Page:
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Lifestyles over 50

Recognizing and Preventing Caregiver Burnout

Oct 17, 2023 11:33AM ● By Lehigh Commons Senior Living
If you’re one of the millions of adults in the United States who care for an elderly, chronically ill, or disabled loved one, you may find that the experience occasionally takes its toll on you. In fact, according to the Pew Research Center, 32% of caregivers describe their duties as “stressful.”

Careful, though—If you’re starting to feel like you’re reaching your breaking point, you may well be on the road to caregiver burnout. It might be time to start focusing on your own needs a bit more.

Here are some signs that you may be approaching (or already experiencing) caregiver burnout.

Chronic fatigue Your sleep habits have changed, or you constantly feel tired with no real explanation.
Frequent illness If you find yourself getting headaches, colds, or the flu more often than normal, your immune system may be compromised by stress.
Angry outbursts You may lose your temper more than usual and take it out on those around you—even if they are not the source of your frustration.
Withdrawal or depression Instead of lashing out, you may draw yourself inward and avoid people, or you find less enjoyment in the activities that once gave you pleasure.
Lack of focus You can’t fully concentrate on the task at hand, such as cooking dinner or reading a book. Or, maybe you’ve begun to neglect your appearance and self-care.

Another serious symptom of caregiver burnout is compassion fatigue. While you once cared for someone out of love and concern and played an active role in addressing their health issues, your heart is just not in it anymore. You’re overwhelmed by responsibility; you struggle to be kind and feel devoid of compassion. That’s when you know it’s time to make a positive change.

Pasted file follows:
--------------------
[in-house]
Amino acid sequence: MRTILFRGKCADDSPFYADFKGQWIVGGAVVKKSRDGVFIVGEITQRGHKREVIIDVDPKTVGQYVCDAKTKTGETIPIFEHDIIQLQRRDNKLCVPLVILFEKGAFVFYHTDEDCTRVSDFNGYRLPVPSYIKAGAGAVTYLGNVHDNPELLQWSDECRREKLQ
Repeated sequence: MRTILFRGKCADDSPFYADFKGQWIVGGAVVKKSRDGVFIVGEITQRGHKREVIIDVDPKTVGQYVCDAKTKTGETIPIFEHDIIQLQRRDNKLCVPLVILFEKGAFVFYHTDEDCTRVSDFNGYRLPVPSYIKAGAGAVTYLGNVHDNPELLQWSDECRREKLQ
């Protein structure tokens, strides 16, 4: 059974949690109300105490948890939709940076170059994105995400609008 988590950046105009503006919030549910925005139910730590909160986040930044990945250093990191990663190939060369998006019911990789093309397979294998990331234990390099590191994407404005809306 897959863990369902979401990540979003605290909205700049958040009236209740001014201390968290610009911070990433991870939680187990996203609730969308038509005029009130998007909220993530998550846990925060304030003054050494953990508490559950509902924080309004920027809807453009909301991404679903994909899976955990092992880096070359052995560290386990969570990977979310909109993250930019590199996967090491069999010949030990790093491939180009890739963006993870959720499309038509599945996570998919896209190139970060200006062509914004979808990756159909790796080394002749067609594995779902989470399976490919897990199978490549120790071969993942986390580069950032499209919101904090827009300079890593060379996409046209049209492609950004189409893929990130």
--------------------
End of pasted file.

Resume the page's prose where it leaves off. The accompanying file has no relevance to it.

So, what can you do about caregiver burnout?

It’s okay to take some time for yourself, and respite care is a prudent and effective way of doing so. Taking a temporary break while ensuring that a loved one continues to receive proper care can alleviate stress and emotional fatigue and even prevent burnout.

There are a number of ways to take advantage of respite care. The most obvious may be to get someone to take over for a while. If you don’t have friends or family members who are willing or equipped to help out, seek assistance from respite care resources in your community, including adult day care, in-home meal delivery, and volunteer programs to support older adults. You could also hire a professional in-home caregiver to provide a few hours of relief each day, or even live in your home full-time while you take some time away.

What’s more, many assisted living facilities offer short-term respite care stays for your loved one, with comfortable accommodations. The facility will create a personalized care plan based on your loved one’s specific needs.

Ultimately, it’s important and reassuring to know that there is support available, and there are strategies for taking care of yourself. Chances are, respite care will even make you a better caregiver.
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